Millennial’s forthcoming about faith

LifeWay Christian Resources recently surveyed 1,200 men and women, aged 18–29, to get a more in-depth look at their beliefs on faith. The results? Many in this Millennial generation, also known as Generation Y, do not pray, worship or even read the Bible. A staggering 72% consider themselves to be more “spiritual” than “religious”. Thom Rainer, president of LifeWay Christian Resources explains that if the younger generations continue to follow this road, “they will see churches closing as quickly as GM dealerships”, and goes on to say that among the 65% who actually do call themselves Christian, “many are Christian in name only. Most are just indifferent. The more precisely you try to measure their Christianity, the fewer you find committed to the faith.”

The national survey, which has a margin of error of +/–2.8 percentage points, was conducted last August for adults born between 1980 and 1991, and includes key findings such as: 

Half of all Millennial’s believe Jesus is the only way to heaven, the other half are unsure.

Millennial’s are also split evenly on whether they will go to heaven or not. Of those who don’t believe they will go to heaven, 8% feel they will cease to exist after they die and 5% believe they will return in another life form.

67% do not read the Bible.

65% rarely or never attend a worship service.

65% rarely or never pray with others, and almost 40% never pray by themselves.

When it comes to God, Satan, Sin and their Salvation, the study showed these responses to the following doctrinal statements:

“God is a real being, not just a concept.” 46% agree strongly, 26% agree somewhat, 28% disagree somewhat or strongly.

“The devil, or Satan, is not a real being but is just a symbol of evil.” Four out of every 10 Millennial’s agree strongly or somewhat.

“When he lived on earth, Jesus Christ was human and committed sins, like other people.” Half of all Millennial’s agree strongly or somewhat; only 30% strongly disagree.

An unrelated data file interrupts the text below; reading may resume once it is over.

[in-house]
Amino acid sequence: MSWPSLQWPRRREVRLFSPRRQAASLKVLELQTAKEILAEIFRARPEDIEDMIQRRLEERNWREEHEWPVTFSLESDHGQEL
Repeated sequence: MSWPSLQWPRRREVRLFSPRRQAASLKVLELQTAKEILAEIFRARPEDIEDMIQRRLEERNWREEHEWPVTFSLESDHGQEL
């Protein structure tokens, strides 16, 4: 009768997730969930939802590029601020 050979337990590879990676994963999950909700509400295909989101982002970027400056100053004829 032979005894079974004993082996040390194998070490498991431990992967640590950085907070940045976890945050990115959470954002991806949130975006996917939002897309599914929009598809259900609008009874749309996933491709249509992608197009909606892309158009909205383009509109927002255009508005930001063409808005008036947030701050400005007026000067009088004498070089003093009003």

Although some Millennial’s surveyed have accepted Jesus Christ as their savior and believe they will go to heaven when they die, when asked what was “really important in their life,” 68% never mentioned faith, religion or spirituality. Among the same group, 50% said they do not attend church weekly, 36% rarely or never read the Bible, and only 40% believe it is their responsibility to share the Gospel.

“We have dumbed down what it means to be part of the church so much that it means almost nothing, even to people who already say they are part of the church,” Rainer says. Faced with these latest statistics, Rainer is still encouraged by the 15% who appear to be “deeply committed” Christians by their study, prayer, worship and actions. 

The study is a follow up to a 2007 LifeWay study that found 70% of Protestants, aged 18 to 30, who were regular church attendees during high school had quit going by the age of 23. The study went on to show that 34% had never returned to church, even on sporadic occasions, by the age of 30. 

Following the release of LifeWay’s 2010 survey, 29-year-old Collin Hansen, author of Young, Restless, Reformed, explains, “I’m not going to say these numbers aren’t true and aren’t grim, but they also drive people like me to build new, passionately Christian dynamic churches.” He goes on to add that, “many in his generation are veering towards the moralistic therapeutic deism ‘God wants you to be happy and do good things’. I, however, would not call that Christianity.”

While it is obvious that Millennial’s hold very diverse beliefs, 70% agree strongly or somewhat, that Christian churches are still relevant in America today. Rainer adds that, “Millennial’s are the most religiously diverse generation in our culture’s history. Unsure of the afterlife and the life of Jesus, Millennial’s present the church with a great opportunity to engage them in conversations dealing with the nature of truth and its authority as God.”

More information can be found on the survey at

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